From today, dealers are taking orders for the Magnette, the four door saloon version of the MG6 that has re-launched the MG brand in the UK.
Based on the previously released MG6 GT family hatch, which sits between the Ford Focus and Mondeo in size, both four and five door models use a version of the MG ZT/Rover 75 underpinnings which MG’s Chinese parent SAIC acquired when the British manufacturer hit the wall in 2005.
The MG6 Magnette revives a name plate that has been used on MG saloons before, last time round in the 1960s, and is unique in body from the B-pillars backwards with new rear doors and a traditional notchback boot. It also gets distinct rear lights and bumper. Both MG6 variants were styled by Brit Tony Williams-Kenny (pictured above with the Magnette).
The single available engine on launch is shared with the MG6 GT — a name which, again, revives an association with models of old, this time the MGB GT fastback coupe of the 60s-70s — and is a four cylinder 1.8 turbo petrol with 158bhp. Fascinatingly, it has been restricted to a 120mph top speed to bring its insurance rating down — we’re struggling to think of another manufacturer that has done such a thing, putting aside the electronic limit of 155mph applied by German manufacturers. The 0-60mph sprint is covered in 8.4 seconds, with 35.6mph on the combined cycle and CO2 emissions of 184g/km — high for the sector, but then this engine is an evolution of the old K-Series unit first introduced in 1988 rather than a newly developed, leading edge power unit.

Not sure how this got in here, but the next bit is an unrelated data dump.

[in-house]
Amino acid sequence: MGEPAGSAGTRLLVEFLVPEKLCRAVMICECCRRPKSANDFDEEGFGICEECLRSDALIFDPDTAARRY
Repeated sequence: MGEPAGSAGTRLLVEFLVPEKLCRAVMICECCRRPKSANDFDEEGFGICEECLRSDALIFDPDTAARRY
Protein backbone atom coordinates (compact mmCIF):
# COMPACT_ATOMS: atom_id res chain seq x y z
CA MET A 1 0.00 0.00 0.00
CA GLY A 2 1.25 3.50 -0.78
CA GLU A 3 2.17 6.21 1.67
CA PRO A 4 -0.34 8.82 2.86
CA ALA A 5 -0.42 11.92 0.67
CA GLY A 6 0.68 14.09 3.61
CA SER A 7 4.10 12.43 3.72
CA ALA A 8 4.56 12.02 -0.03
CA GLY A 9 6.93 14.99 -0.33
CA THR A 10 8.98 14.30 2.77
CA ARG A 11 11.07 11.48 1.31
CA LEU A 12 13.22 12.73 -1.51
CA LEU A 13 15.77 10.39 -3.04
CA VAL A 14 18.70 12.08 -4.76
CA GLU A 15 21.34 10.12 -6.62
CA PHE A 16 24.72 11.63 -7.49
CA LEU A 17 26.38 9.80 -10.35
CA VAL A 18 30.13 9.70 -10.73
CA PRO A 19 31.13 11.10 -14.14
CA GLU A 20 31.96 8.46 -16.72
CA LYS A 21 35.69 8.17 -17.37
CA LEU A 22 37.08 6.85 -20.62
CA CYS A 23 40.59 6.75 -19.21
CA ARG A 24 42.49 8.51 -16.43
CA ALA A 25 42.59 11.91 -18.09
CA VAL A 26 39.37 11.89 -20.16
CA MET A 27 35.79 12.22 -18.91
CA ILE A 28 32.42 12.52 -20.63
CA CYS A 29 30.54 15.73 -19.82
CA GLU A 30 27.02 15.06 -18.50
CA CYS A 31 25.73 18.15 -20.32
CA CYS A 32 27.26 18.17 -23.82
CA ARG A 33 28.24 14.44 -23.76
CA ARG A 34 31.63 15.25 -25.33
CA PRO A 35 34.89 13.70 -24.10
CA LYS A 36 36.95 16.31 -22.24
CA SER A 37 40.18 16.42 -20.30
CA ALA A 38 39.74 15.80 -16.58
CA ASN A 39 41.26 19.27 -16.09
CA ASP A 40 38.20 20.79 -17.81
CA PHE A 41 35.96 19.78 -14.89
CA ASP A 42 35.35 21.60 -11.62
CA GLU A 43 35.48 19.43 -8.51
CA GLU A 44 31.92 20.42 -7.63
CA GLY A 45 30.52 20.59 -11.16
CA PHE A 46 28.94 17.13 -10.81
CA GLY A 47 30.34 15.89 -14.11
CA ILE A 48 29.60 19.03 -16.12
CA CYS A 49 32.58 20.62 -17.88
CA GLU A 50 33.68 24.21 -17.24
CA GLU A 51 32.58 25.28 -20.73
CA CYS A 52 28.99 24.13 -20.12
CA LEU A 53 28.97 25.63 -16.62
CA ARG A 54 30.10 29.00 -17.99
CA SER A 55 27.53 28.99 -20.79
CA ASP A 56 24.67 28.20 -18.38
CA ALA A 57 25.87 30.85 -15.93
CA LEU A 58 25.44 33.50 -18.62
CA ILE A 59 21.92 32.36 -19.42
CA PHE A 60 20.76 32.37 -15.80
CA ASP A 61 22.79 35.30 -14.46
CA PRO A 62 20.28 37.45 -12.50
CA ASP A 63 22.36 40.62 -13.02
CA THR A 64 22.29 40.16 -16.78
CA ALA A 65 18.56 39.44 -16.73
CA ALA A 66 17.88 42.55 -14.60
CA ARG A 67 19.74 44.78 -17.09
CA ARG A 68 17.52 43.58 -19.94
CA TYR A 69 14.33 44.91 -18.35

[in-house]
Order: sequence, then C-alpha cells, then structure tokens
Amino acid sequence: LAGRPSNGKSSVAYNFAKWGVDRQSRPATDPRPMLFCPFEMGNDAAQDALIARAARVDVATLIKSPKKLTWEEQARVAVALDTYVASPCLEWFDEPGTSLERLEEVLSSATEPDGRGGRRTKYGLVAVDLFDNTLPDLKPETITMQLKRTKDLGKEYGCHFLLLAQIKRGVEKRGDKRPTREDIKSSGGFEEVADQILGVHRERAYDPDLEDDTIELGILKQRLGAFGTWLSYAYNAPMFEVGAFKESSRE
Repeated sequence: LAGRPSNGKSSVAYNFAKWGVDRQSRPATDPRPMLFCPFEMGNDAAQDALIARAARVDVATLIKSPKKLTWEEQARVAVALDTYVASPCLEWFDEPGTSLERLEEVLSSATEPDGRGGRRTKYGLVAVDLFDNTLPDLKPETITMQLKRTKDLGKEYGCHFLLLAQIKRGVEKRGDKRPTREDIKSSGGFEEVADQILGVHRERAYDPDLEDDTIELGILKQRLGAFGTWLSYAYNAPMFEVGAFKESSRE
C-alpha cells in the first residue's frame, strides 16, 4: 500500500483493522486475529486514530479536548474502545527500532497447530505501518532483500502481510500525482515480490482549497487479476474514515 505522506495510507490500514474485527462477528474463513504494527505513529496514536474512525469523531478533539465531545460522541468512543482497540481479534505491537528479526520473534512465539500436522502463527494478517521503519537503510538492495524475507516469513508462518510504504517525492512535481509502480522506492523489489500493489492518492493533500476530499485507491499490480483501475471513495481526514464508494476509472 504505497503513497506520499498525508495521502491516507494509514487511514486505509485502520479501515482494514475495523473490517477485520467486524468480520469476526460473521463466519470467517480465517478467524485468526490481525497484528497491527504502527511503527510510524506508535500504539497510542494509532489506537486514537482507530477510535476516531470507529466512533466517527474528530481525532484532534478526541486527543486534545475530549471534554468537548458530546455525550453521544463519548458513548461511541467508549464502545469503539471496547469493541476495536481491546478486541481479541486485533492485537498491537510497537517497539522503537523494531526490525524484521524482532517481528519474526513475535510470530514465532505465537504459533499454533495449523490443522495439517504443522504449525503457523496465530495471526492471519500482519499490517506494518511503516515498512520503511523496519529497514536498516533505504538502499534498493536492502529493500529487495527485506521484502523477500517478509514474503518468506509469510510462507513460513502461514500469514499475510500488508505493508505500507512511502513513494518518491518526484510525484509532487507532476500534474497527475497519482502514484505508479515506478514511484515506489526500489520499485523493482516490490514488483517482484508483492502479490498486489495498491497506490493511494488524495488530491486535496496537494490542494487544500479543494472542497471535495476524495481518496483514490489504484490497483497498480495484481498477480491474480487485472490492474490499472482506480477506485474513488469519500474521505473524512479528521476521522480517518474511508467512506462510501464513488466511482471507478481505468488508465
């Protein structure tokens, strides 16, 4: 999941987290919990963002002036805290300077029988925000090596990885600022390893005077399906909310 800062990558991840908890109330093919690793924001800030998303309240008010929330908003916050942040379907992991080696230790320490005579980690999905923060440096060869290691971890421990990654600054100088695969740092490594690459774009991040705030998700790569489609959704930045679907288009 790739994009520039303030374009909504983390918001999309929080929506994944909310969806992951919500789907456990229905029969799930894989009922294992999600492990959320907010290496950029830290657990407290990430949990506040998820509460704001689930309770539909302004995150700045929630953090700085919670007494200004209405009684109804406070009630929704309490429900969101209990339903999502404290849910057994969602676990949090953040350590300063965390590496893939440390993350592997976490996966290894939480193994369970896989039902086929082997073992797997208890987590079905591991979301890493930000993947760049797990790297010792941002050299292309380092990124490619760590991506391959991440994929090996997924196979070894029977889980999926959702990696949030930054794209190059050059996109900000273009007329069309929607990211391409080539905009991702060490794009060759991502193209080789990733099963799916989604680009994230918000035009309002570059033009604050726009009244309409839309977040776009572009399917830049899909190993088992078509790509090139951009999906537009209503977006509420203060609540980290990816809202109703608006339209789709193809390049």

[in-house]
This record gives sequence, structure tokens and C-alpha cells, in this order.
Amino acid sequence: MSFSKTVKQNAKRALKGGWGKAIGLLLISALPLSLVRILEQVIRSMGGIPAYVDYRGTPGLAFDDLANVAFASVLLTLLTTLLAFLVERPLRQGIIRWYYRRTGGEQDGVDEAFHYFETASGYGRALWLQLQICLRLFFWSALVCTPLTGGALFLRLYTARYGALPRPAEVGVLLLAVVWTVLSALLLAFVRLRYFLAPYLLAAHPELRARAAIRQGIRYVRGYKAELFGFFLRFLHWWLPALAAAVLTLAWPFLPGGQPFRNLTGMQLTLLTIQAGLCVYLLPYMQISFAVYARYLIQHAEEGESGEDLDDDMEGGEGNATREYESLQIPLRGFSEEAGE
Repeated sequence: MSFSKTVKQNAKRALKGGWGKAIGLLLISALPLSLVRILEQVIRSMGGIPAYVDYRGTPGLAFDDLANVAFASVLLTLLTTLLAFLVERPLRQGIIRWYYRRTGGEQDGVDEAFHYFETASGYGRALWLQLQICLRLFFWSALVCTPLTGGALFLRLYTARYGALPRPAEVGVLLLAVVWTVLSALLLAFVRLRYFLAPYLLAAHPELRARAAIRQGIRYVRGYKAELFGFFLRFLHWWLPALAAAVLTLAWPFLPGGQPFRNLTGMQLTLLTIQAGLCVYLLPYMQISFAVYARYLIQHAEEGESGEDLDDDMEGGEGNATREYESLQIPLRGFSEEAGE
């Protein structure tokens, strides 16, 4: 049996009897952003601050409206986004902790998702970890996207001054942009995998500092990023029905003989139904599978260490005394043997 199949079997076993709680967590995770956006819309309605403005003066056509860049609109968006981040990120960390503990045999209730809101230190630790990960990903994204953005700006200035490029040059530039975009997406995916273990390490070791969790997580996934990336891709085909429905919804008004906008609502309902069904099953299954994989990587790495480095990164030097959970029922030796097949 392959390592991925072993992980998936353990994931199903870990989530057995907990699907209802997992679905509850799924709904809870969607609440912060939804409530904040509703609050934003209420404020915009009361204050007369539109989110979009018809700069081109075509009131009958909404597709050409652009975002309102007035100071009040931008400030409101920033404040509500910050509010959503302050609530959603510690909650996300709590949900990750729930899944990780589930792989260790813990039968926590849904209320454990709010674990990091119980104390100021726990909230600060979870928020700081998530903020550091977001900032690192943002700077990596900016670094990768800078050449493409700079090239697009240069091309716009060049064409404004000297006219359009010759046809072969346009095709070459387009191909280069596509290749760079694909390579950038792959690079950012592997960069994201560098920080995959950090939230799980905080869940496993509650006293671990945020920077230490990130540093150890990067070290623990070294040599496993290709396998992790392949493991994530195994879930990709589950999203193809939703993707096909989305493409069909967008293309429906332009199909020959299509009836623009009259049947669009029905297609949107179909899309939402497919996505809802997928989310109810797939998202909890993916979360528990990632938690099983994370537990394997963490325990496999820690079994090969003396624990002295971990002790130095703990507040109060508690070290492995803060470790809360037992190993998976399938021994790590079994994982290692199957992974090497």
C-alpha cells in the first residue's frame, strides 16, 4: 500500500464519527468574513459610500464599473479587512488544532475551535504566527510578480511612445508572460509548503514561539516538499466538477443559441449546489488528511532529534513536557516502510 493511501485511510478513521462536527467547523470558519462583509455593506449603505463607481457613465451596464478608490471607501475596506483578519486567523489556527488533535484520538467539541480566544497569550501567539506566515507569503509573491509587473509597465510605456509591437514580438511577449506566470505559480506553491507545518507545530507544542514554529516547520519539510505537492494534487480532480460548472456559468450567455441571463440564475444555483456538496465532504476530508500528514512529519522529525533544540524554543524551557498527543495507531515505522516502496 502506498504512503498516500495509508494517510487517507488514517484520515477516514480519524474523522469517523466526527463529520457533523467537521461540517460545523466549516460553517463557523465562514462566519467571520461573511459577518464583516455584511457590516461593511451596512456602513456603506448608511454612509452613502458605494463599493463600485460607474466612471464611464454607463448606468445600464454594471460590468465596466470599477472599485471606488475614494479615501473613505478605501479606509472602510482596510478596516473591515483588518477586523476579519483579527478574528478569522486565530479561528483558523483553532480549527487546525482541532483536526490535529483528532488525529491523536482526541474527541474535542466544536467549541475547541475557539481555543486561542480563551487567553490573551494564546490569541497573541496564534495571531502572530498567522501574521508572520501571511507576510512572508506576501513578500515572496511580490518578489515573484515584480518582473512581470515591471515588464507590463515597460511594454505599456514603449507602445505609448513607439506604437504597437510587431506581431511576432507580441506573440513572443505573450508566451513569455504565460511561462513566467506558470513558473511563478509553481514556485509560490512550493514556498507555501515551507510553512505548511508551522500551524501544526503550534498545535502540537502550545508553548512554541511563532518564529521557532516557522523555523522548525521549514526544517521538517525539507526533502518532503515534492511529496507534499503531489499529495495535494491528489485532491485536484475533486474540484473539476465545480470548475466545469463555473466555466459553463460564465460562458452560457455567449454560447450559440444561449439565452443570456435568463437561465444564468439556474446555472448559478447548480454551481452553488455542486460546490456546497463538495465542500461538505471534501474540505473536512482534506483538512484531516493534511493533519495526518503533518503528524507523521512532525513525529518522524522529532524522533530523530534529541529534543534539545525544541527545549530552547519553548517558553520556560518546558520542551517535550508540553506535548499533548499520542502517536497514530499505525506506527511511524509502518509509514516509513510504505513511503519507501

Many will be waiting on the diesel, being developed in-house right now by engineers at Longbridge, Birmingham. Expected to be a four cylinder 1.9 common rail oil burner, it will provide much more competitive fuel consumption and emissions figures; expect it early 2012.
Longbridge, the old BL/MG Rover plant that SAIC took over (and now a fraction of its former size), is also where all new MGs are being developed and where the MG6 will be assembled by a small team completing kits shipped over from China.